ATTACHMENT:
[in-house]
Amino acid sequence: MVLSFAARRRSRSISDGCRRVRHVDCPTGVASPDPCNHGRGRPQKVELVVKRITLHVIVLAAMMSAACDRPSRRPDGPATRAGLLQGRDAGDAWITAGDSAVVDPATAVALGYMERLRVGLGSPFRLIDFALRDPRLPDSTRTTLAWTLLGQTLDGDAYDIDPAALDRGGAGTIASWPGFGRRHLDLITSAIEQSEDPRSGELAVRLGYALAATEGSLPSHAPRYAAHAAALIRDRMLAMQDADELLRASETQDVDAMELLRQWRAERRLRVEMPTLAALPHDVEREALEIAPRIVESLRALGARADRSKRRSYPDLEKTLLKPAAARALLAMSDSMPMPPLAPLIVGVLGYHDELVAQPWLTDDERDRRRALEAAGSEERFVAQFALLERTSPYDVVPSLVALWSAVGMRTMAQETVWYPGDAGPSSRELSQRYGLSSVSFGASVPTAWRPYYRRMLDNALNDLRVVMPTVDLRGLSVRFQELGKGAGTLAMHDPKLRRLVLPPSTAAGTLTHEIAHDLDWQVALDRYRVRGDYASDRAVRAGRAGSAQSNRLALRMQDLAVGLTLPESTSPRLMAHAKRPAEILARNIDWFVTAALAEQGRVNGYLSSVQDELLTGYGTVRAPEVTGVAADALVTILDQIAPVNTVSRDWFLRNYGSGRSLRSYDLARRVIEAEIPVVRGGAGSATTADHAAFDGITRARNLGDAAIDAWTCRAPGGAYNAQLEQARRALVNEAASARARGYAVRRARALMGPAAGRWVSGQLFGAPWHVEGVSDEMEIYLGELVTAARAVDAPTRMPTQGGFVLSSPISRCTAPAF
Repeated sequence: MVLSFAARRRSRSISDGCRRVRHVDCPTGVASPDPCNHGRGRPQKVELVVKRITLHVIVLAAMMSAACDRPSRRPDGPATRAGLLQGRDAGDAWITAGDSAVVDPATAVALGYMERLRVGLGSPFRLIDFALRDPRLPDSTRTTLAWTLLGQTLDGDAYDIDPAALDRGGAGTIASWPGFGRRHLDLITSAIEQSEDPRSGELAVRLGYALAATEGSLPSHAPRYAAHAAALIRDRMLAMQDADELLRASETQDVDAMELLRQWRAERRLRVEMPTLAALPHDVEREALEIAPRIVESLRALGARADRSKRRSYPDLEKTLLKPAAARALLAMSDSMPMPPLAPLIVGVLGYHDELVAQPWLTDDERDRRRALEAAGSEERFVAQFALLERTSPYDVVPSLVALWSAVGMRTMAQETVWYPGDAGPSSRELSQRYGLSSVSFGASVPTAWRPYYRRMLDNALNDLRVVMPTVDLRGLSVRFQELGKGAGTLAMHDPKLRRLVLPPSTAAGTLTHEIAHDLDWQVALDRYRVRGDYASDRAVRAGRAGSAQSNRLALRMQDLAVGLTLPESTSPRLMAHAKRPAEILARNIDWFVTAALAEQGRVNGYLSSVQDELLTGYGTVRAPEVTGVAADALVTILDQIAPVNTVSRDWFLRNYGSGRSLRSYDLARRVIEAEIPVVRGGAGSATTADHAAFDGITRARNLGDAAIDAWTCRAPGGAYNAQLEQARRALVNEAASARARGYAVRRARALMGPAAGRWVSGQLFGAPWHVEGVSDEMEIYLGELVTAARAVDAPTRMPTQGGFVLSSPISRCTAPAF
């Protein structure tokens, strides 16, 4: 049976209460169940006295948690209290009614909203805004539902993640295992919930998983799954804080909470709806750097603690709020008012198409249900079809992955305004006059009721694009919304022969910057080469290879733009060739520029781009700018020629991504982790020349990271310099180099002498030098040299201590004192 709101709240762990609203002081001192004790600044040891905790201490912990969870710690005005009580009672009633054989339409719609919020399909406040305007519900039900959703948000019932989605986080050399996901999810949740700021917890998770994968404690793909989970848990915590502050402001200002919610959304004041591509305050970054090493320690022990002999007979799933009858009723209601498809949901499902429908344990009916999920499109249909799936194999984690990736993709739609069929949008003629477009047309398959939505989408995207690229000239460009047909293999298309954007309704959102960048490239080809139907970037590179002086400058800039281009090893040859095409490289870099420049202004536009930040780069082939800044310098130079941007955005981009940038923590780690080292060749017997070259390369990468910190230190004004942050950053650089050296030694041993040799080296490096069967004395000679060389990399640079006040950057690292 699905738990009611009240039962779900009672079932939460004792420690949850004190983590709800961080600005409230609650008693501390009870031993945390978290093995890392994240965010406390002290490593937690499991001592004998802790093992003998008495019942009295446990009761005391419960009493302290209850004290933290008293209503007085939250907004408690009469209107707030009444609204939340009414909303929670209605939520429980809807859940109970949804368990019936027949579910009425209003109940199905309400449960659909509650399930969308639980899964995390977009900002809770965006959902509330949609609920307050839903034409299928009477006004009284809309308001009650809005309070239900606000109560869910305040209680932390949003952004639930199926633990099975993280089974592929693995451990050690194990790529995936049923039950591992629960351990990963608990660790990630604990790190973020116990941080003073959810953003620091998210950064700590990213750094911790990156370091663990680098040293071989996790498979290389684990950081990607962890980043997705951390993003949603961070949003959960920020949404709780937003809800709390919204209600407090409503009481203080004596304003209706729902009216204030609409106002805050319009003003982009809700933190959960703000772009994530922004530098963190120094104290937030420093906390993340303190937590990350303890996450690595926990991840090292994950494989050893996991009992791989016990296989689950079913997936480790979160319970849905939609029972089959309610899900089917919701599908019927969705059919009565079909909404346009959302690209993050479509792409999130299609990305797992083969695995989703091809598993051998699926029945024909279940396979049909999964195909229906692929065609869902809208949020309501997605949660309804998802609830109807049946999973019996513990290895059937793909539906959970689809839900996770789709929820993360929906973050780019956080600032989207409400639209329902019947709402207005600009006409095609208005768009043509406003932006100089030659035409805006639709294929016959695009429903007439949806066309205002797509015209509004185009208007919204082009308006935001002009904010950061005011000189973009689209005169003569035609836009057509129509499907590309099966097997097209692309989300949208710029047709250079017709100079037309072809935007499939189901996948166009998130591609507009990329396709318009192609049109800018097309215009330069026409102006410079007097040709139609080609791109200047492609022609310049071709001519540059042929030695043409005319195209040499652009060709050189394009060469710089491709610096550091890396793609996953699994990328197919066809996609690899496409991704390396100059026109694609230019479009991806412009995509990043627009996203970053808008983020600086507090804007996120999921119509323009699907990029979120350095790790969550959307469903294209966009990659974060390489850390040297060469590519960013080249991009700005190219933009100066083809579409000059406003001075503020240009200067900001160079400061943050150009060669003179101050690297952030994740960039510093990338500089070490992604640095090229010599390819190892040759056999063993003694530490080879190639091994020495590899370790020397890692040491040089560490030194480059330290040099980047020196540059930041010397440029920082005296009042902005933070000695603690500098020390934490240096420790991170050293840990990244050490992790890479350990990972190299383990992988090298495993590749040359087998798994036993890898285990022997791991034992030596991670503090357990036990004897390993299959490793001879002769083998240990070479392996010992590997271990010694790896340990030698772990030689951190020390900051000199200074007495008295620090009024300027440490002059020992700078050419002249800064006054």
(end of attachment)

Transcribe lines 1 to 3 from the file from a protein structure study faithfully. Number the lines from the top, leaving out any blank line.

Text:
[in-house]
Amino acid sequence: MVLSFAARRRSRSISDGCRRVRHVDCPTGVASPDPCNHGRGRPQKVELVVKRITLHVIVLAAMMSAACDRPSRRPDGPATRAGLLQGRDAGDAWITAGDSAVVDPATAVALGYMERLRVGLGSPFRLIDFALRDPRLPDSTRTTLAWTLLGQTLDGDAYDIDPAALDRGGAGTIASWPGFGRRHLDLITSAIEQSEDPRSGELAVRLGYALAATEGSLPSHAPRYAAHAAALIRDRMLAMQDADELLRASETQDVDAMELLRQWRAERRLRVEMPTLAALPHDVEREALEIAPRIVESLRALGARADRSKRRSYPDLEKTLLKPAAARALLAMSDSMPMPPLAPLIVGVLGYHDELVAQPWLTDDERDRRRALEAAGSEERFVAQFALLERTSPYDVVPSLVALWSAVGMRTMAQETVWYPGDAGPSSRELSQRYGLSSVSFGASVPTAWRPYYRRMLDNALNDLRVVMPTVDLRGLSVRFQELGKGAGTLAMHDPKLRRLVLPPSTAAGTLTHEIAHDLDWQVALDRYRVRGDYASDRAVRAGRAGSAQSNRLALRMQDLAVGLTLPESTSPRLMAHAKRPAEILARNIDWFVTAALAEQGRVNGYLSSVQDELLTGYGTVRAPEVTGVAADALVTILDQIAPVNTVSRDWFLRNYGSGRSLRSYDLARRVIEAEIPVVRGGAGSATTADHAAFDGITRARNLGDAAIDAWTCRAPGGAYNAQLEQARRALVNEAASARARGYAVRRARALMGPAAGRWVSGQLFGAPWHVEGVSDEMEIYLGELVTAARAVDAPTRMPTQGGFVLSSPISRCTAPAF
Repeated sequence: MVLSFAARRRSRSISDGCRRVRHVDCPTGVASPDPCNHGRGRPQKVELVVKRITLHVIVLAAMMSAACDRPSRRPDGPATRAGLLQGRDAGDAWITAGDSAVVDPATAVALGYMERLRVGLGSPFRLIDFALRDPRLPDSTRTTLAWTLLGQTLDGDAYDIDPAALDRGGAGTIASWPGFGRRHLDLITSAIEQSEDPRSGELAVRLGYALAATEGSLPSHAPRYAAHAAALIRDRMLAMQDADELLRASETQDVDAMELLRQWRAERRLRVEMPTLAALPHDVEREALEIAPRIVESLRALGARADRSKRRSYPDLEKTLLKPAAARALLAMSDSMPMPPLAPLIVGVLGYHDELVAQPWLTDDERDRRRALEAAGSEERFVAQFALLERTSPYDVVPSLVALWSAVGMRTMAQETVWYPGDAGPSSRELSQRYGLSSVSFGASVPTAWRPYYRRMLDNALNDLRVVMPTVDLRGLSVRFQELGKGAGTLAMHDPKLRRLVLPPSTAAGTLTHEIAHDLDWQVALDRYRVRGDYASDRAVRAGRAGSAQSNRLALRMQDLAVGLTLPESTSPRLMAHAKRPAEILARNIDWFVTAALAEQGRVNGYLSSVQDELLTGYGTVRAPEVTGVAADALVTILDQIAPVNTVSRDWFLRNYGSGRSLRSYDLARRVIEAEIPVVRGGAGSATTADHAAFDGITRARNLGDAAIDAWTCRAPGGAYNAQLEQARRALVNEAASARARGYAVRRARALMGPAAGRWVSGQLFGAPWHVEGVSDEMEIYLGELVTAARAVDAPTRMPTQGGFVLSSPISRCTAPAF